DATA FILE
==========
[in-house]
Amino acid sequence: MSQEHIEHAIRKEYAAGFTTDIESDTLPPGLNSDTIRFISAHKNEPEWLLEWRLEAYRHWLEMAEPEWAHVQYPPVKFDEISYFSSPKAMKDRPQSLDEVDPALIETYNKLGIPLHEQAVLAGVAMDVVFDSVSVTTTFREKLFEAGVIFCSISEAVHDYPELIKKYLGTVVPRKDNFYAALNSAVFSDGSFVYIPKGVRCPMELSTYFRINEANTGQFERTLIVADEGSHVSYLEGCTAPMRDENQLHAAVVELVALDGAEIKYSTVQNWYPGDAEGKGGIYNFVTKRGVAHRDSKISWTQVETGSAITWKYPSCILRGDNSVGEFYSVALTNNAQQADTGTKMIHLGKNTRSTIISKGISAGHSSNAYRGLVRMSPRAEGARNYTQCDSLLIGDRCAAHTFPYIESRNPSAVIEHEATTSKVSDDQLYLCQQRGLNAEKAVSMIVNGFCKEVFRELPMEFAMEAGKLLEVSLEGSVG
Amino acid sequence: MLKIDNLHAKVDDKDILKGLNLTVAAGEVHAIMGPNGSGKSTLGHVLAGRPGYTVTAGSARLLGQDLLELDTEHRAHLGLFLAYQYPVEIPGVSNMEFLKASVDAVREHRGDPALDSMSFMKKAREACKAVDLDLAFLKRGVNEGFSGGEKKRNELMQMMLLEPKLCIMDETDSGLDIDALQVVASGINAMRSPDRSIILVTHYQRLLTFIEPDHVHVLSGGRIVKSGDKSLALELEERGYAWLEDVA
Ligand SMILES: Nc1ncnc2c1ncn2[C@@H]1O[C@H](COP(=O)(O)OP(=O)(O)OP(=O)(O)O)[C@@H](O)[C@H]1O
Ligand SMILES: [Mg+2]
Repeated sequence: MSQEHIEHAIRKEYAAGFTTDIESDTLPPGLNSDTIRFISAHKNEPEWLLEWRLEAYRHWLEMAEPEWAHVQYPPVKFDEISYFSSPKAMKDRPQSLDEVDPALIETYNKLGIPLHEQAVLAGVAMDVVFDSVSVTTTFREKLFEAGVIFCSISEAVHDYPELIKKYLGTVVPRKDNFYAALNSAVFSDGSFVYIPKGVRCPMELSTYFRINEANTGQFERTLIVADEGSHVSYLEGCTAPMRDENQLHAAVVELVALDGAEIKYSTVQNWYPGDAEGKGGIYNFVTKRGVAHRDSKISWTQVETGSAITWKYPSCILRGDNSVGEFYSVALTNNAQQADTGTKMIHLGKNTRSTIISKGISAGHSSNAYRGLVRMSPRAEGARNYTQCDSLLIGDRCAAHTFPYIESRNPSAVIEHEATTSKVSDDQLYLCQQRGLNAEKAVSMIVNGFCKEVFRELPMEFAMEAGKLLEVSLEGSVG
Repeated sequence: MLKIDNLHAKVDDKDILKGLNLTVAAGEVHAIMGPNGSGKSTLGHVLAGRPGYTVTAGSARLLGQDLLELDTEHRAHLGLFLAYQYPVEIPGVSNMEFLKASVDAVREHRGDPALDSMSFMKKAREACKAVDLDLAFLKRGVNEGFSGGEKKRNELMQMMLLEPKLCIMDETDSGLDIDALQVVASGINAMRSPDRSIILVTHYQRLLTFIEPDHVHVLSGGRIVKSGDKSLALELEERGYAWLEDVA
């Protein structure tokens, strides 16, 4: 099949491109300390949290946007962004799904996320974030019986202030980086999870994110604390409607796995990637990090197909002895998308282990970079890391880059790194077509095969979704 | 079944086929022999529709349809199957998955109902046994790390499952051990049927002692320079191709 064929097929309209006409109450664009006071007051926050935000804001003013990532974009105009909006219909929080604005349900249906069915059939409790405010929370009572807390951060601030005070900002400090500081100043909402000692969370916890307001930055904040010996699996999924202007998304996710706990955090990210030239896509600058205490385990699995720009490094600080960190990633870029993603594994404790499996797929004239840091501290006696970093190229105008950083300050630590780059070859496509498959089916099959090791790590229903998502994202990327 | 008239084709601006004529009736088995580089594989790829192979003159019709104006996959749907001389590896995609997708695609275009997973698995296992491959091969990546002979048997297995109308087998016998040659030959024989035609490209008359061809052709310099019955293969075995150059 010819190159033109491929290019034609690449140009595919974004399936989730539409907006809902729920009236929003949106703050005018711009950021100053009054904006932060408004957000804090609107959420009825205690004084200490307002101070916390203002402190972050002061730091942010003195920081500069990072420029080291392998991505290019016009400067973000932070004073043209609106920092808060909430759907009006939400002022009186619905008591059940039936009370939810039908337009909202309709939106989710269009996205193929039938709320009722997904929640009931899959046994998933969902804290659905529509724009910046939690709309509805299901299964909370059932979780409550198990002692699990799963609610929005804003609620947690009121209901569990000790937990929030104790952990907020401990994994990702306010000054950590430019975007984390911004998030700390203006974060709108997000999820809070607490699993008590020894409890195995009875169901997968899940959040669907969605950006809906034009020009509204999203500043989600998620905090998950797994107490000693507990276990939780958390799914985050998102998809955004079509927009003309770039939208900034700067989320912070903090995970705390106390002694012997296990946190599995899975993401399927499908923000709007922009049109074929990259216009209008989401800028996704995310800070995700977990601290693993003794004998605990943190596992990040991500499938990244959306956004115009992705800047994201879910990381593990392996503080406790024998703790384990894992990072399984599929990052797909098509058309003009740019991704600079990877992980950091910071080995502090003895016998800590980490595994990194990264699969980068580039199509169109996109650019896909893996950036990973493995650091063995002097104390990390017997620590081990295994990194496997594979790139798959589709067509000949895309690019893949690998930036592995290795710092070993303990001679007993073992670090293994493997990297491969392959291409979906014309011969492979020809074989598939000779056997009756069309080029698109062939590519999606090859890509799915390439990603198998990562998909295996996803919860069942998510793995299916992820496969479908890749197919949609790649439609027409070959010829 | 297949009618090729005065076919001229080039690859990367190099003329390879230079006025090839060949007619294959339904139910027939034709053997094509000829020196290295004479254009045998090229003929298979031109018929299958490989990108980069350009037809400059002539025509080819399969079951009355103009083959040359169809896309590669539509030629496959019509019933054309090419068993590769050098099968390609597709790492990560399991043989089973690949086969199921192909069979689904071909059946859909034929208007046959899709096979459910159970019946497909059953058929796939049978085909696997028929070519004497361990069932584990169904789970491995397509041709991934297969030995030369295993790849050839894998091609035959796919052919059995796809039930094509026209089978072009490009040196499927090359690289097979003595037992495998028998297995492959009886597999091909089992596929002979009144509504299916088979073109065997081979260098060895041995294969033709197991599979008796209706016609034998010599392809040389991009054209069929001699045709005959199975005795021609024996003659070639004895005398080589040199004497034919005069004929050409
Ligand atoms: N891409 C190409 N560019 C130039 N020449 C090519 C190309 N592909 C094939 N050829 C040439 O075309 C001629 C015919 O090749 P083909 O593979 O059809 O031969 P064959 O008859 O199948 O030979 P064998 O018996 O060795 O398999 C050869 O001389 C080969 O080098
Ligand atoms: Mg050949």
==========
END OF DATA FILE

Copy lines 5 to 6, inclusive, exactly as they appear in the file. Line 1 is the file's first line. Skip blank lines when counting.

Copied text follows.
Ligand SMILES: [Mg+2]
Repeated sequence: MSQEHIEHAIRKEYAAGFTTDIESDTLPPGLNSDTIRFISAHKNEPEWLLEWRLEAYRHWLEMAEPEWAHVQYPPVKFDEISYFSSPKAMKDRPQSLDEVDPALIETYNKLGIPLHEQAVLAGVAMDVVFDSVSVTTTFREKLFEAGVIFCSISEAVHDYPELIKKYLGTVVPRKDNFYAALNSAVFSDGSFVYIPKGVRCPMELSTYFRINEANTGQFERTLIVADEGSHVSYLEGCTAPMRDENQLHAAVVELVALDGAEIKYSTVQNWYPGDAEGKGGIYNFVTKRGVAHRDSKISWTQVETGSAITWKYPSCILRGDNSVGEFYSVALTNNAQQADTGTKMIHLGKNTRSTIISKGISAGHSSNAYRGLVRMSPRAEGARNYTQCDSLLIGDRCAAHTFPYIESRNPSAVIEHEATTSKVSDDQLYLCQQRGLNAEKAVSMIVNGFCKEVFRELPMEFAMEAGKLLEVSLEGSVG